11 OCTOBER 2023

Osteoporosis – a bone disease that develops when bone density and mass decreases with age – is often underdiagnosed and undertreated, resulting in an increased risk of fractures and disability.

The National Osteoporosis Foundation of South Africa (NOFSA) estimates that more than one-third of women over the age of 50 and nearly half of those over age 70 are affected by this condition.

Prevention-minded pharmaceutical company, Pharma Dynamics, is encouraging everyone over the age of 65 to go for a bone density test ahead of World Osteoporosis Day (20 October) to assess their risk.

Rene Schickerling, Female Healthcare Product Manager for Pharma Dynamics, says while efforts are being made to increase awareness of osteoporosis, the importance of bone health and the need for early detection to prevent fractures and related complications cannot be emphasised enough.

She says several factors contribute to its underdiagnosis, which include the lack of routine screening, limited access to healthcare and the fact that osteoporosis shows no obvious early warning signs or symptoms.

“Unlike some other health conditions, there is no routine screening for osteoporosis in the general population. Routine bone density testing, such as a dual-energy X-ray absorptiometry or DEXA/DXA scan is typically recommended for postmenopausal women and older adults with specific risk factors, but it’s not a standard part of regular check-ups for most people.

“Osteoporosis is often asymptomatic. Therefore, patients may not experience noticeable symptoms until they suffer a fracture, which is often the first sign of the condition. This means that many individuals with osteoporosis may not seek medical attention until they’ve already experienced a fracture. Some individuals may underestimate their risk of osteoporosis and believe that they are too young or too healthy to develop the condition, leading to a delayed diagnosis.

“In some areas of South Africa, access to healthcare and medical resources may be limited, making it challenging for individuals to receive the necessary screening and diagnosis for the condition,” says Schickerling.

Early diagnosis of osteoporosis can have a significant impact on a patient’s health outcomes by enabling timely intervention and management of the condition. An early diagnosis can benefit patients in the following ways:

1. Prevention of fractures: Early detection allows healthcare providers to identify individuals at risk of fractures before they occur. This enables the implementation of preventive measures and treatments, like bisphosphonates, alendronate and tibolone, to reduce the risk of fractures. Preventing fractures is crucial because fractures associated with osteoporosis can lead to pain, disability and a reduced quality of life.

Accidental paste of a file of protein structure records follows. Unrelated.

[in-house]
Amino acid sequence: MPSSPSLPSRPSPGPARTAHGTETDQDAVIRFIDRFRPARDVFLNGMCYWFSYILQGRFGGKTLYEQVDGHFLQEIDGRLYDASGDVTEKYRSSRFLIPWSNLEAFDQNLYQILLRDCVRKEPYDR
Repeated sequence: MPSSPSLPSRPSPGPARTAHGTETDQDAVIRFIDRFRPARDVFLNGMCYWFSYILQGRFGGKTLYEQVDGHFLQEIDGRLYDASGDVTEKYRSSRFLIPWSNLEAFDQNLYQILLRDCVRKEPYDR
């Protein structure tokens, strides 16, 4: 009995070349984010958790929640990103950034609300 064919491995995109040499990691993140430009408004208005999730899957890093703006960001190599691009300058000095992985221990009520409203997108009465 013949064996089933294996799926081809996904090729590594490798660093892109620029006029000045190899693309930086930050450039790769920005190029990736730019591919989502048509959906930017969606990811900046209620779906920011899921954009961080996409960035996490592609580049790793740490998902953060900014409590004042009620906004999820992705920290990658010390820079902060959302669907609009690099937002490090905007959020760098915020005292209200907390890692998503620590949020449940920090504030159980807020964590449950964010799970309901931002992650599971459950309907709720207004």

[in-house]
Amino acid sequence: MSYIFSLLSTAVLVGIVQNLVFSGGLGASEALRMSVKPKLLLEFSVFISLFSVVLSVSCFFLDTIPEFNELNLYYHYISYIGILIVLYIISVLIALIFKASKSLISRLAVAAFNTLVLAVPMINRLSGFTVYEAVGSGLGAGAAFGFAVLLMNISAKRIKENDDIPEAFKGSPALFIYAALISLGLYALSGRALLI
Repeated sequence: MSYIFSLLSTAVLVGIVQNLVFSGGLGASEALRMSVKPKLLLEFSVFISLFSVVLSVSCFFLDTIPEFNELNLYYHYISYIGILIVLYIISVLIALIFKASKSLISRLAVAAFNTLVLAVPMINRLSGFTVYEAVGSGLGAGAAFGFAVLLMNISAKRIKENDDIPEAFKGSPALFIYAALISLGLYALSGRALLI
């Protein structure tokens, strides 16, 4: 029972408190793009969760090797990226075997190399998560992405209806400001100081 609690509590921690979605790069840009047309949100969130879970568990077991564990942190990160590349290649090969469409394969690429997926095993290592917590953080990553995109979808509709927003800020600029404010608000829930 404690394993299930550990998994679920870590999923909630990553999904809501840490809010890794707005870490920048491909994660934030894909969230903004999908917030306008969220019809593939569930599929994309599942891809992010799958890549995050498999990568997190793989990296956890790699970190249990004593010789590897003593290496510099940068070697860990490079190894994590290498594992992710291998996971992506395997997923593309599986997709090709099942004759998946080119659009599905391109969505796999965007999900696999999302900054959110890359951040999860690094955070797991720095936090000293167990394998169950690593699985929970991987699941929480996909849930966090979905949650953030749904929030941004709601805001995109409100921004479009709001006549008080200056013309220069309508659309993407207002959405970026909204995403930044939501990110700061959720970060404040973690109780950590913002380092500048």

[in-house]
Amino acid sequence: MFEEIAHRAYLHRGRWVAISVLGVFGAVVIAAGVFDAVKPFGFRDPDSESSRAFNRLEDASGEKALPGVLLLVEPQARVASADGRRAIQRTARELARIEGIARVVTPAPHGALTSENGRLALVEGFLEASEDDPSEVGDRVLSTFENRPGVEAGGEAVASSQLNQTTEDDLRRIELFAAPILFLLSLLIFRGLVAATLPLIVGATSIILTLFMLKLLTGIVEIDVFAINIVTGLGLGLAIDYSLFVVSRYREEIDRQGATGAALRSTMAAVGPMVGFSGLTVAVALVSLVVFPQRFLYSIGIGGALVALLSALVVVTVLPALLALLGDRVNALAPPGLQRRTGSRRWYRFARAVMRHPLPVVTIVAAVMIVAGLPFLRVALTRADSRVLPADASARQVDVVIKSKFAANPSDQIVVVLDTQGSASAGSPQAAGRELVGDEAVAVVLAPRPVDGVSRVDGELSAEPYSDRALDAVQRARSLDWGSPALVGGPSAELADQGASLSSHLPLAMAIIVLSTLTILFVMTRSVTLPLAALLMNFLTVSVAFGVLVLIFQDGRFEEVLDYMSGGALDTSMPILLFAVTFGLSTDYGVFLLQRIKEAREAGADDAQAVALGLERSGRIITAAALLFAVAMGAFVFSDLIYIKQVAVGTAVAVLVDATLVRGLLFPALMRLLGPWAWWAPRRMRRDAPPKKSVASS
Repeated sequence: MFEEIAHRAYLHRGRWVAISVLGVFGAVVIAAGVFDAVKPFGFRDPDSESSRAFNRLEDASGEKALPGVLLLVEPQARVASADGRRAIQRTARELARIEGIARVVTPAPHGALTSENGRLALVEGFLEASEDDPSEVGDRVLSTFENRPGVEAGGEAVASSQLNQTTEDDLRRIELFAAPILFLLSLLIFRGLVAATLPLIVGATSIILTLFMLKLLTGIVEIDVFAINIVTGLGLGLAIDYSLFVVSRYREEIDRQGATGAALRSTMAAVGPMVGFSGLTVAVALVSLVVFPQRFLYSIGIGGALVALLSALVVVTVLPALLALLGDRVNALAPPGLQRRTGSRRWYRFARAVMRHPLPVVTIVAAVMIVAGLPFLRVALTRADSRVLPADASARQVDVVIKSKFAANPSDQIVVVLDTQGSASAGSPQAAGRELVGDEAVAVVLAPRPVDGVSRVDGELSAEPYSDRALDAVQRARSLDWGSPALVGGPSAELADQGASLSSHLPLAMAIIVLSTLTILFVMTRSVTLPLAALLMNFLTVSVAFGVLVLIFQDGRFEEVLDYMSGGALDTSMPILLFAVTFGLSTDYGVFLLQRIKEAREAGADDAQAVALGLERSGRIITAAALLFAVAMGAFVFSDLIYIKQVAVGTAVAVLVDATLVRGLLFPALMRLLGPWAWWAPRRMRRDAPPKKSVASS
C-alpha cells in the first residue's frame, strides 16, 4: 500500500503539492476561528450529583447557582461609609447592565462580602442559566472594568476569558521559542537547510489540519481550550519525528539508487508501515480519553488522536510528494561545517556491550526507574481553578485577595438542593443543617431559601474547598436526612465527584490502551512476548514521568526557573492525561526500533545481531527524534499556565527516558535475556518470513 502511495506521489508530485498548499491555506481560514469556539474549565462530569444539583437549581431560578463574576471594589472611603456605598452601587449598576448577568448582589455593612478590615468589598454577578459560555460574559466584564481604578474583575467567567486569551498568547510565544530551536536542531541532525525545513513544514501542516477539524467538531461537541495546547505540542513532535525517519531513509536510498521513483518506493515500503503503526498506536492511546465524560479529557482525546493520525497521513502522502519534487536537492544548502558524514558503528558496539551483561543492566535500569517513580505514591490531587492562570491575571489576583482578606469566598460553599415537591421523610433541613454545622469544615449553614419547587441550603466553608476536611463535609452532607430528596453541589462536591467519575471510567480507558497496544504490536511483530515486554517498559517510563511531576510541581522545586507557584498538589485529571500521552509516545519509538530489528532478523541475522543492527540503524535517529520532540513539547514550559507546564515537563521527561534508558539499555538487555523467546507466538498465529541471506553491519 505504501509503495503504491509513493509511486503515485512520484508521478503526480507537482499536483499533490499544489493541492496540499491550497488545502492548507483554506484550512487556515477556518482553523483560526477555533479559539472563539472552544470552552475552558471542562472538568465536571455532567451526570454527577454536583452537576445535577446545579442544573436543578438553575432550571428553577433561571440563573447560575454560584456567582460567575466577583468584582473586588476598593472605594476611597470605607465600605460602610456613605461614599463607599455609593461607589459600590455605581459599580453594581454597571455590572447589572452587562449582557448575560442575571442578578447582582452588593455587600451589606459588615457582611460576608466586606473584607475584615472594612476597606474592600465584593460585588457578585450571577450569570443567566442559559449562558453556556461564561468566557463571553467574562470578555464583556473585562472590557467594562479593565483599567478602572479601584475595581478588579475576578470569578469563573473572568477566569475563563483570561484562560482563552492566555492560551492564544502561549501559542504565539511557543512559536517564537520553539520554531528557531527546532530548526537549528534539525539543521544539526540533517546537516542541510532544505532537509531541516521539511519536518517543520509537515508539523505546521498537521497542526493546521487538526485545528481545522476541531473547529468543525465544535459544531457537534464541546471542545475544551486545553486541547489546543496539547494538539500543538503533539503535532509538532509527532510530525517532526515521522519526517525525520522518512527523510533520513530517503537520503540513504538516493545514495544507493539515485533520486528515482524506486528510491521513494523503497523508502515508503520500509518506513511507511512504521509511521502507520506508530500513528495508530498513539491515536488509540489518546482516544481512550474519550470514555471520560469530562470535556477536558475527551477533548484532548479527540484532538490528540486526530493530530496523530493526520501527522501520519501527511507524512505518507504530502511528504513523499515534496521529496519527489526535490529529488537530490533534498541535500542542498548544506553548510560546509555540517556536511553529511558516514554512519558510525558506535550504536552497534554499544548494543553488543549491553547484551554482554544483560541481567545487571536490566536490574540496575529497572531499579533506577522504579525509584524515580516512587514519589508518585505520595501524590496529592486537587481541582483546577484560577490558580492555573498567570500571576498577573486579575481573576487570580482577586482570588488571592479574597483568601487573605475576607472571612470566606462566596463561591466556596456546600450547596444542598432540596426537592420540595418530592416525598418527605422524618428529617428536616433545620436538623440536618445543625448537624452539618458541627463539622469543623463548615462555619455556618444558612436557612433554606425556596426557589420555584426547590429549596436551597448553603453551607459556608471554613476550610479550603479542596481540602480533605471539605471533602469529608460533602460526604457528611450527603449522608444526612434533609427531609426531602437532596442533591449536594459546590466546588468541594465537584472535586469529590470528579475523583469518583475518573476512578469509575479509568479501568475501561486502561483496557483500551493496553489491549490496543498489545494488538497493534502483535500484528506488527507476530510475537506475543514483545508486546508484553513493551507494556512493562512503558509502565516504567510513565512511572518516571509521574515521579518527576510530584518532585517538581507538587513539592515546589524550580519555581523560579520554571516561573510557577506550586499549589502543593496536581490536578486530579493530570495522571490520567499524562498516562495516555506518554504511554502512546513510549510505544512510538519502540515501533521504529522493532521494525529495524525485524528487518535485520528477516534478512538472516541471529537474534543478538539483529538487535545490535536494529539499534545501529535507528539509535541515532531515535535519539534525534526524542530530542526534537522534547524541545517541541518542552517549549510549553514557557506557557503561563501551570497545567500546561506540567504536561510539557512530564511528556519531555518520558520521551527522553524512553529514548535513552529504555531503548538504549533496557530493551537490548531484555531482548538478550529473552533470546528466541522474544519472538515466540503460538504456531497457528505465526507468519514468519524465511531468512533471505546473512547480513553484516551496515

2. Initiation of treatment: Early diagnosis provides the opportunity to start treatment interventions timeously. These include medication and lifestyle modifications, to slow the progression of osteoporosis and improve bone density.

3. Education and lifestyle changes: Early diagnosis allows for patient education about osteoporosis risk factors and the importance of a healthy lifestyle. Patients can make informed decisions about nutrition, exercise and fall prevention strategies to reduce their risk of fractures.

4. Monitoring: Regular monitoring of bone density and overall health can be initiated when osteoporosis is diagnosed early. This helps healthcare providers assess the effectiveness of treatment and make adjustments as needed.

5. Prevention of complications: Osteoporosis is associated with various complications beyond fractures, including spinal deformities and chronic pain. Early intervention can help prevent these complications or manage them more effectively if they have already occurred.

6. Improved quality of life: By addressing osteoporosis in its early stages, patients are more likely to maintain better bone health and overall physical function. This can result in an improved quality of life, as they are less likely to experience pain, disability, or limitations in daily activities.

7. Cost savings: Early diagnosis and intervention can also lead to cost savings in the healthcare system. Preventing fractures and related complications can reduce the need for hospitalisations, surgeries, and long-term care.

While osteoporosis is more common in women, it is important to note that men can also develop the condition. Men typically have a later onset of osteoporosis than women, and it is often associated with factors such as aging, hormonal imbalances (such as low testosterone levels), certain medical conditions, medications, and lifestyle choices.

Schickerling says both men and women can take steps to maintain good bone health throughout their lives, by including a balanced diet rich in calcium and vitamin D, regular weight-bearing exercise, and lifestyle choices that reduce bone loss risk factors, like not smoking and limiting alcohol intake).

“For individuals at higher risk, healthcare providers may recommend bone density testing and, if necessary, prescribe medications to prevent or treat osteoporosis.

“People at greater risk usually include those with a family history of osteoporosis, a low body mass index (BMI), low levels of gonadal hormones in especially post-menopausal women, thyroid problems, low calcium intake, long-term use of corticosteroids, as well as those that suffer from certain chronic diseases or inflammatory or malabsorption conditions like coeliac disease, inflammatory bowel disease (IBS), kidney or liver disease, cancer, systemic lupus erythematous or rheumatoid arthritis, among others. Factors like sedentary living, excessive alcohol intake and smoking also increase one’s risk,” she says.

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